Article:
GRAND FORKS, N.D. – When workers at one of the biggest companies in this Red River border city raised concerns about safety in March during the early stages of the novel coronavirus pandemic, officials didn't send health inspectors to check it out.
They sent the CEO of their regional economic development agency, who reported back that the company assured him everything was fine.
A month later, Grand Forks is one of the Midwest's largest COVID-19 hot spots, with 128 confirmed cases — including 11 Minnesota residents — linked to LM Wind Power, a major manufacturer of wind turbine blades. The North Dakota Department of Health has issued an executive order requiring all 900 LM employees to quarantine in their homes until April 30. The plant closed on April 14 and will reopen at an undetermined date after a deep cleaning.
The federal Occupational Safety and Health Administration (OSHA) has opened an investigation and is working with the company to implement a safety action plan, an agency spokesman said Wednesday.
Also on Wednesday, Grand Forks County reported 11 new COVID-19 cases for a total of 154, a 7.7% increase over the previous day. With about 9% of North Dakota's population, Grand Forks County accounts for about 23% of the state's COVID-19 cases.
Now employees and residents are questioning whether the city and the company could have done more to prevent a major outbreak. Leaving the early response to a businessman was "ridiculous," said Jim Schothorst, who retired in 2018 after more than 30 years as a city health inspector and training consultant.
"He's got no expertise whatsoever in the field of environmental health," said Schothorst, who also questioned why the early response was coordinated by the mayor's office rather than the city's Public Health Department.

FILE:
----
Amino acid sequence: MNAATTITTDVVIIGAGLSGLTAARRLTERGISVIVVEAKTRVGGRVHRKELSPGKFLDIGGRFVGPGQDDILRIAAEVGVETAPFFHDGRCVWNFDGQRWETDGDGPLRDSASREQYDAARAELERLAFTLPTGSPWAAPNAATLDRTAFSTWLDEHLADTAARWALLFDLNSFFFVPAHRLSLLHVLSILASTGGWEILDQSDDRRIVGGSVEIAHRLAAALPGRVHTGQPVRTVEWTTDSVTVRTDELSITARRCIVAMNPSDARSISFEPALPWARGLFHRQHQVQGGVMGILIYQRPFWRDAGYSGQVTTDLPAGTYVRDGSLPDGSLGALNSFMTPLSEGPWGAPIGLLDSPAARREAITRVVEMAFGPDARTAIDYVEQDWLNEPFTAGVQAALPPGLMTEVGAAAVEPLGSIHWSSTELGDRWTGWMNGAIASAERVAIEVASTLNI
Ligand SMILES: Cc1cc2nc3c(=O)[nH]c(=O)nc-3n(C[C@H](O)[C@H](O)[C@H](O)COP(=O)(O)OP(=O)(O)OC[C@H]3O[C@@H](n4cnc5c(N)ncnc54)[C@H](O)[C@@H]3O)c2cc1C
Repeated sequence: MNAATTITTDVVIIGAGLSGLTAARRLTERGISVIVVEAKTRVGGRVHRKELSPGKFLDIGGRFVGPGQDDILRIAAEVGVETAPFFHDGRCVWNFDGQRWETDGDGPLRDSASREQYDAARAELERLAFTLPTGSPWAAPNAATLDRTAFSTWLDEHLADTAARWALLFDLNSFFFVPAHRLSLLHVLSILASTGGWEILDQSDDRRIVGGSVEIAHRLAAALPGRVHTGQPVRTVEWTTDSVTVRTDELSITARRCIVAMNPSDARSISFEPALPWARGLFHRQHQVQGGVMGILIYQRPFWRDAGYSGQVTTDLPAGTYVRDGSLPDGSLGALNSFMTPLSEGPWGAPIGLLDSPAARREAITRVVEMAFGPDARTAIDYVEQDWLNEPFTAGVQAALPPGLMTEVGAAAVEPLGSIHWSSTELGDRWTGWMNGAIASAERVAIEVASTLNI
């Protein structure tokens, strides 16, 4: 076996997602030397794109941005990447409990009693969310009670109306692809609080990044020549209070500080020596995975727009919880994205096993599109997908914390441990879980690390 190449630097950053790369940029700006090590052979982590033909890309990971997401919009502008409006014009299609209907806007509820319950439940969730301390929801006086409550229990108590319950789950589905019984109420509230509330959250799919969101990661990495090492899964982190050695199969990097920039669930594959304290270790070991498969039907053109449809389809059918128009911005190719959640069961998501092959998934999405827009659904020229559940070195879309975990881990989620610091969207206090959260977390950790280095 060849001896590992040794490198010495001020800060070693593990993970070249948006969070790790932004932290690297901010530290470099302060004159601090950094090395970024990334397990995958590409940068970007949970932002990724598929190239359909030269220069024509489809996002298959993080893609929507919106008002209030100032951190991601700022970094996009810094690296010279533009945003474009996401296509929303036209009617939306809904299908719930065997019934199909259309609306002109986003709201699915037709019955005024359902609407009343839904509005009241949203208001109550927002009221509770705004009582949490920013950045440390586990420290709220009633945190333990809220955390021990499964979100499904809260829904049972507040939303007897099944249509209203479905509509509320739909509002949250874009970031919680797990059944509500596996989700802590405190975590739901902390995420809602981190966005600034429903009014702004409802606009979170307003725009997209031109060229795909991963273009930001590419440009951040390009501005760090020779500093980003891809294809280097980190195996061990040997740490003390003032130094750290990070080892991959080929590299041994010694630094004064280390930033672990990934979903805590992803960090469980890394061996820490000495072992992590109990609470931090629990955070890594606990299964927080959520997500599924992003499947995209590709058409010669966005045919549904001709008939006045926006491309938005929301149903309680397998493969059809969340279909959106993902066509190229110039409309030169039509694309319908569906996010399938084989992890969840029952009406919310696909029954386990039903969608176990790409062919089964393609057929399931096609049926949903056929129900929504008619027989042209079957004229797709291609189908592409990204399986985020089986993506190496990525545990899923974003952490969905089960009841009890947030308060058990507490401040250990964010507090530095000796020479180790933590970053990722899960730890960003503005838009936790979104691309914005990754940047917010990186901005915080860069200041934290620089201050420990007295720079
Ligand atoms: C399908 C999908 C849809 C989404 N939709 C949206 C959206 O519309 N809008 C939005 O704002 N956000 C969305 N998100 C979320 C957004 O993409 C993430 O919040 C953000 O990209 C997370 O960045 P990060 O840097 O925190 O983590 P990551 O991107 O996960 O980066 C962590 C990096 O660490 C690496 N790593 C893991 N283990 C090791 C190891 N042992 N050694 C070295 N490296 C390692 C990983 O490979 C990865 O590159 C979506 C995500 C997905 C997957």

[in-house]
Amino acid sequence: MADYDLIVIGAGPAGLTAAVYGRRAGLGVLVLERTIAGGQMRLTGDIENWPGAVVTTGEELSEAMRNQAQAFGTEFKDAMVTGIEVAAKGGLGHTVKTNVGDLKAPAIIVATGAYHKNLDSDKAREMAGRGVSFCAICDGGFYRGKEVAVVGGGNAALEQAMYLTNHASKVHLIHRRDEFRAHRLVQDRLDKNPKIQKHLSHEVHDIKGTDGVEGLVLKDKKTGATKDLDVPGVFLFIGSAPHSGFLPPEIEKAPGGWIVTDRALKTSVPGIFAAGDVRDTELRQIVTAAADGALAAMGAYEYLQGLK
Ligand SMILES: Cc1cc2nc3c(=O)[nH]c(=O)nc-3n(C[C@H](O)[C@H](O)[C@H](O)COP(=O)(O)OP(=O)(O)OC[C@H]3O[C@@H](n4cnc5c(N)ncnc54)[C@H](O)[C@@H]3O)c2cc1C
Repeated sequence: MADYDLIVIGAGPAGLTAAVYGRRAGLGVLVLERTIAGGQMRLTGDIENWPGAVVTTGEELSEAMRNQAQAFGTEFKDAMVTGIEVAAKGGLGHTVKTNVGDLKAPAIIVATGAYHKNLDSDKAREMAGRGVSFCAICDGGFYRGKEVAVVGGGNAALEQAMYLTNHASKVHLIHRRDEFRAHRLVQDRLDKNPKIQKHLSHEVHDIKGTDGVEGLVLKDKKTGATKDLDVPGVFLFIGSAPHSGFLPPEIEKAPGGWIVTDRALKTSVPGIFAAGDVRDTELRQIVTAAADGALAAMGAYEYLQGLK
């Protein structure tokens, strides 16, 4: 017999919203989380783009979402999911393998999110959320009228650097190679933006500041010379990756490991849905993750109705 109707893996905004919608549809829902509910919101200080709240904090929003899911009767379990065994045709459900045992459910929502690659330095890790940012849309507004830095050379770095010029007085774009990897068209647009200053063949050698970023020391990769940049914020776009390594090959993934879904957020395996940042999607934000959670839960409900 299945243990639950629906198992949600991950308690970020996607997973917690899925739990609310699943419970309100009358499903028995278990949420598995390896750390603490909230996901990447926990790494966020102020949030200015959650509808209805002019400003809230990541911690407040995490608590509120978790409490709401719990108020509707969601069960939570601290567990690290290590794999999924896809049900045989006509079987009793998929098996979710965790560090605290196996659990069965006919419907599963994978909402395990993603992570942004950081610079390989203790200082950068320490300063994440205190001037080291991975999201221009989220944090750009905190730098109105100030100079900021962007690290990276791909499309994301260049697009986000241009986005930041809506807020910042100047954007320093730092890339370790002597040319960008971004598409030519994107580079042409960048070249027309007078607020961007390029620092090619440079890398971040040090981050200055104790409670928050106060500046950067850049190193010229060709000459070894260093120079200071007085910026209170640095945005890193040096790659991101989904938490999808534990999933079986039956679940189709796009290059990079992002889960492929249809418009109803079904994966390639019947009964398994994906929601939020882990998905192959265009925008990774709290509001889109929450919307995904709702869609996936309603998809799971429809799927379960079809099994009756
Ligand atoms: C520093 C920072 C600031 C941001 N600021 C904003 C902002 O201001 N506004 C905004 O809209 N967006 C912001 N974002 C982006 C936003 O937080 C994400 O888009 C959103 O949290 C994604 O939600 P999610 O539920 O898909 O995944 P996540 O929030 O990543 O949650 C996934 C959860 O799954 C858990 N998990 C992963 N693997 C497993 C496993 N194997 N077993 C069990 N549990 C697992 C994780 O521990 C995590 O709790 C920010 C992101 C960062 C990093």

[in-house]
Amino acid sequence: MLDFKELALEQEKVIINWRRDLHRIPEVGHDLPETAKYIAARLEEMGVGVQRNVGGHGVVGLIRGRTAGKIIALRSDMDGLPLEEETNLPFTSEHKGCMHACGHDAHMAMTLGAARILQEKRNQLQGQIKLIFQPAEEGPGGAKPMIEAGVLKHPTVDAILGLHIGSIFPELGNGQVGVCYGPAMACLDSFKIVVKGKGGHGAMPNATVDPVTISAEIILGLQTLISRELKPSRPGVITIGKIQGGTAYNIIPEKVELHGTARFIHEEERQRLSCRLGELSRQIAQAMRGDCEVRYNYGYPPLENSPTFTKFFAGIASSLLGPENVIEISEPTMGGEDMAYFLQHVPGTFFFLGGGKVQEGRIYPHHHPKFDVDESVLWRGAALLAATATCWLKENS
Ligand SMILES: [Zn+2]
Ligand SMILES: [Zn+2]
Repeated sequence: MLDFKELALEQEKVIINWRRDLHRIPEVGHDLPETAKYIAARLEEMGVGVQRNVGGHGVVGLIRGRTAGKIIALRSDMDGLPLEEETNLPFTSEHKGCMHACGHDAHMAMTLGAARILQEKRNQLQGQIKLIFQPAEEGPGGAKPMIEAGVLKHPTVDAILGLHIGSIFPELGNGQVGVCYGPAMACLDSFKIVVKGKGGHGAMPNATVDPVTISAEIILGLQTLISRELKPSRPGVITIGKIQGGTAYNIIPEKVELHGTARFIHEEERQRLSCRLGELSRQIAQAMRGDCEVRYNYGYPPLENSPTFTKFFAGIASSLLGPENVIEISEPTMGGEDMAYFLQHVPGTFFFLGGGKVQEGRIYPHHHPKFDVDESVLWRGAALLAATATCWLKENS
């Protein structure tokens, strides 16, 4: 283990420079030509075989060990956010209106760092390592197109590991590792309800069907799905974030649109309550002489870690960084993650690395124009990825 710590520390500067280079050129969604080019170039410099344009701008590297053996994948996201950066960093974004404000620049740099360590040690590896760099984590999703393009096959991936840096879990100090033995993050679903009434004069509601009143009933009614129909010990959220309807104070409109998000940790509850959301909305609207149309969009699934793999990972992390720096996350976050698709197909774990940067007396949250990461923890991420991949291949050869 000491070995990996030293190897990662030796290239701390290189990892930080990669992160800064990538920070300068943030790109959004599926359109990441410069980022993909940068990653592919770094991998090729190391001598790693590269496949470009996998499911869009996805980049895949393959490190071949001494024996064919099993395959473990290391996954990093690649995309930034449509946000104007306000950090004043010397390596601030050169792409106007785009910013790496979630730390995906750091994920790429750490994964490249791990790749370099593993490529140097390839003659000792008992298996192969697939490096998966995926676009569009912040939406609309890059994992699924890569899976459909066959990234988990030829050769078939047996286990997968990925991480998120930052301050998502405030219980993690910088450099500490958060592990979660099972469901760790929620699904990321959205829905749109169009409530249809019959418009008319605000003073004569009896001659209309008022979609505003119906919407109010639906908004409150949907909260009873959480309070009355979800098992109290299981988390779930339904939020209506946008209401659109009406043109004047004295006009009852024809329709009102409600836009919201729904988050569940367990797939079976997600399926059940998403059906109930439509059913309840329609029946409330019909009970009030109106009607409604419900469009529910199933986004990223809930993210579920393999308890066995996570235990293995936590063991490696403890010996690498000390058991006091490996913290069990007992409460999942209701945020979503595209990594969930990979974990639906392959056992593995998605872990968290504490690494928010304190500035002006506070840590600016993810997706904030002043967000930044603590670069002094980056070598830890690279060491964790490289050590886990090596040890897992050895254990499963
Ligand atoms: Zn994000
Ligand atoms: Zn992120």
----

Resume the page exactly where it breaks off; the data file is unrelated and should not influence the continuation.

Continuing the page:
The factory on the city's western prairie is "a COVID-19 bomb," said David Thompson, a Grand Forks attorney who has been investigating the outbreak and posting his findings on social media. "I really don't think that's exaggerating. I think it's accurate, sadly."
After a cluster of LM employees tested positive for the disease in mid-April, the state's rapid response team launched a major testing effort, testing 426 employees and contacts — and getting positive results from 30% of those tested, compared with the statewide average of 4.3% positive tests.
On Thursday, state and local health agencies, along with the North Dakota National Guard, will hold a mass testing event for area residents, not limited to LM employees.
The effects of the LM outbreak will be felt in the community for quite some time, said Thompson, a former newspaper reporter who was the Democratic candidate for state attorney general in 2018.
"This thing is going to bounce around for a while, biologically and sociologically and politically," he said.
General Electric Co., which owns LM Wind Power, said it's working with state and local agencies to get the plant operating safely again.
"Our top priority is the health and safety of our employees," a company spokesman said. "In line with the state quarantine order, we are temporarily closing our LM Wind Power facility in Grand Forks for at least two weeks to conduct an extensive disinfection process, and we will continue to pay employees as usual during this period.
"We are working in close partnership with the mayor's office, North Dakota state Department of Public Health and city and state public agencies and greatly appreciate their support. We will continue to support our employees and monitor their condition as we determine when and how we can restart the plant safely."
Employees raised concerns
Larissa Boushee doesn't work at LM anymore. On Monday, she quit after a year making $15.94 an hour to wrap bushings in glass fiber.
"I felt they didn't take care of us," Boushee said. "You guys waited until there was outbreaks. That's when you decided to clean and really pretend you care about us."